Pests - 70
 

 

 

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A SINGLE BLACKBIRD CAN DESTROY AN OUNCE OF RICE A DAY

And sometimes 1 to 2 million blackbirds will occupy an area along a slough or wild area by a rice field. So there is good news in promising repellents (not poisonous) now being tested. Registration for this use must wait on wider tests in 1971, including any environmental problems.

CARBOFURAN AND BUX DID NOT FAZE TADPOLE SHRIMP BUT KILLED WATER WEEVIL

Hatched-out shrimp populations were suppressed only a little -- if at all -by 1/2 pound active chemicals per acre applied to the soil surface.

Rice water weevils are most troublesome in counties north of the Sutter Buttes, concentrating along margins of fields adjacent to levees. For more specifics, see "1971 U.C. Pest and Disease Control Program for Rice."

RESISTANCE TO WATER WEEVIL LOOKS POSSIBLE IN THREE RICE LINES

These lines were selected from 7,640 varieties examined. They are being intercrossed to intensify any resistance. Work continues on other control methods. Adult numbers were not reduced appreciably by fall burning of levees (where weevils overwinter at base of grasses).

SHORT VARIETIES, RESISTANT TO LODGING, ARE COMING CLOSER

Crosses between California and short varieties have produced thousands of lines 18 to 30 inches high.

CHEMICALS DID POORLY IN TESTS AGAINST LODGING

RH531 eliminated lodging and shortened plants but seriously reduced yields in both 1969 and 1970. Cycocel applied as a foliar spray at the jointing stage had no apparent effect. Other chemicals will be screened in 1971.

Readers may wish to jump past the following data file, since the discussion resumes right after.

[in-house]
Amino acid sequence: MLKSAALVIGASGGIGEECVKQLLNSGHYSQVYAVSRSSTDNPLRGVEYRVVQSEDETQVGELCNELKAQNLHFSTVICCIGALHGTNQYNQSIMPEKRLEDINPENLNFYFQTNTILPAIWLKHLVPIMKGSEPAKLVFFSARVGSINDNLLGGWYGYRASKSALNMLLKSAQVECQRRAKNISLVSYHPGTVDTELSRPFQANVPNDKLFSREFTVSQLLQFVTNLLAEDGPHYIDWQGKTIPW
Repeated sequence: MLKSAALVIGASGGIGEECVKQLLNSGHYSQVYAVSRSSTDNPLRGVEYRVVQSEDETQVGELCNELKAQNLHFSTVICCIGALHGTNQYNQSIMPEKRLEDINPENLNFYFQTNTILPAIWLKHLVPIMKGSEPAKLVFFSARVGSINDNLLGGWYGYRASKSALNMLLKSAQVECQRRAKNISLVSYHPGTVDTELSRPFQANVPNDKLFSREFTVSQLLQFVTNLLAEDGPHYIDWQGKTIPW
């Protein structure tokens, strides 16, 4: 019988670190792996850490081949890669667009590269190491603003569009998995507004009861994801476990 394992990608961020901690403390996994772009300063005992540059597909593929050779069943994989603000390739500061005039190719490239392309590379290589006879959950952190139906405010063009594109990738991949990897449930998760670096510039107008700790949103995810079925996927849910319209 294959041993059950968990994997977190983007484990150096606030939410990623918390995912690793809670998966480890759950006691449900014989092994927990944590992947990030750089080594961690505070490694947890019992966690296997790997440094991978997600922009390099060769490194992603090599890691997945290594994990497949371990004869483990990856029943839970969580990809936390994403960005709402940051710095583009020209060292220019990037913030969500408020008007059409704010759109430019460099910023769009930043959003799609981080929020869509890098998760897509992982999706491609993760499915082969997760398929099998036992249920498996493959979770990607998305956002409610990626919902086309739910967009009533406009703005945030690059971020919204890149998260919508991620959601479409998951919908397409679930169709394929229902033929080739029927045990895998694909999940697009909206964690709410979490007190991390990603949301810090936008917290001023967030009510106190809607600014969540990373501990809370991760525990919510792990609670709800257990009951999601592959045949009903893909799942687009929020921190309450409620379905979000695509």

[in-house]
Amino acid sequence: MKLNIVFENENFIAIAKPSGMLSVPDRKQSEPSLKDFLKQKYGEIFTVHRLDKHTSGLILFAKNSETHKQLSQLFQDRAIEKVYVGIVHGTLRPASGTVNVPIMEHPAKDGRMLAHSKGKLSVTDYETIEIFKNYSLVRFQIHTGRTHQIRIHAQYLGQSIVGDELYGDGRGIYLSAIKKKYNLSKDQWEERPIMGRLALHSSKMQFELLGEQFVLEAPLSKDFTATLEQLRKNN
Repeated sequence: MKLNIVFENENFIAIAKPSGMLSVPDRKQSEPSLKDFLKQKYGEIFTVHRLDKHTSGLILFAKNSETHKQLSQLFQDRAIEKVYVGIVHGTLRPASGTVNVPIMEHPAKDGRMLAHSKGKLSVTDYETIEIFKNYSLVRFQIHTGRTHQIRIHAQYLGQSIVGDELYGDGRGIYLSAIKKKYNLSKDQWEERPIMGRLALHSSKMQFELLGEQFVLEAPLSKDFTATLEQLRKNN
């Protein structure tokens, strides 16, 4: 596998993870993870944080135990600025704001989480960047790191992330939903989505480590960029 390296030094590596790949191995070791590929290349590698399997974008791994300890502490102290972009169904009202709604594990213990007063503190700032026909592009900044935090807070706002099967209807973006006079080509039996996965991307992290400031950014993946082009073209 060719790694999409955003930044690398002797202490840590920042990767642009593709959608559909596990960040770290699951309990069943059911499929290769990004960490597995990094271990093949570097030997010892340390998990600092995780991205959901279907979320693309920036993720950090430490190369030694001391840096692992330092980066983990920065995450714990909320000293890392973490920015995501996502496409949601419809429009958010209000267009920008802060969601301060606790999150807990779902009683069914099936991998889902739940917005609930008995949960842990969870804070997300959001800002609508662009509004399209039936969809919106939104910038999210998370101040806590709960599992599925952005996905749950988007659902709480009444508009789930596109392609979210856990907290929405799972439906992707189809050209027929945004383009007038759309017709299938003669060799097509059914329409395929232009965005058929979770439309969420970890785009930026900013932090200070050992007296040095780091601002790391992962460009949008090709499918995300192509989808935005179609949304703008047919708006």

STRIPPER HARVESTER IS GETTING FIRST TESTS

The aim is no longer to take the entire plant into a machine to separate the grain. Results were very promising in 1970, and a prototype stripper harvester will be tested again in 1971. Success will require a short-statured stiff-strawed nonlodging variety. A successful stripper, likely lighter than present harvesters, could be less costly and maneuver better, covering more acreage in a day.

HARVEST LOSSES ARE EXAMINED IN COMBINE STUDY

To keep harvest losses at acceptable levels in 1971, check your straw rows periodically. Harvest rates above 160 sacks per hour can mean 10 percent losses or more in standing rice. In down rice the loss could reach 20 percent at 150 sacks per hour. Tests showed separation loss was generally much greater than cylinder loss. Modified straw walkers and/or shoes for improved performance will be studied. To estimate your losses in pounds/acre, count seeds on ground in a square foot area, and multiply by 2.9.

 

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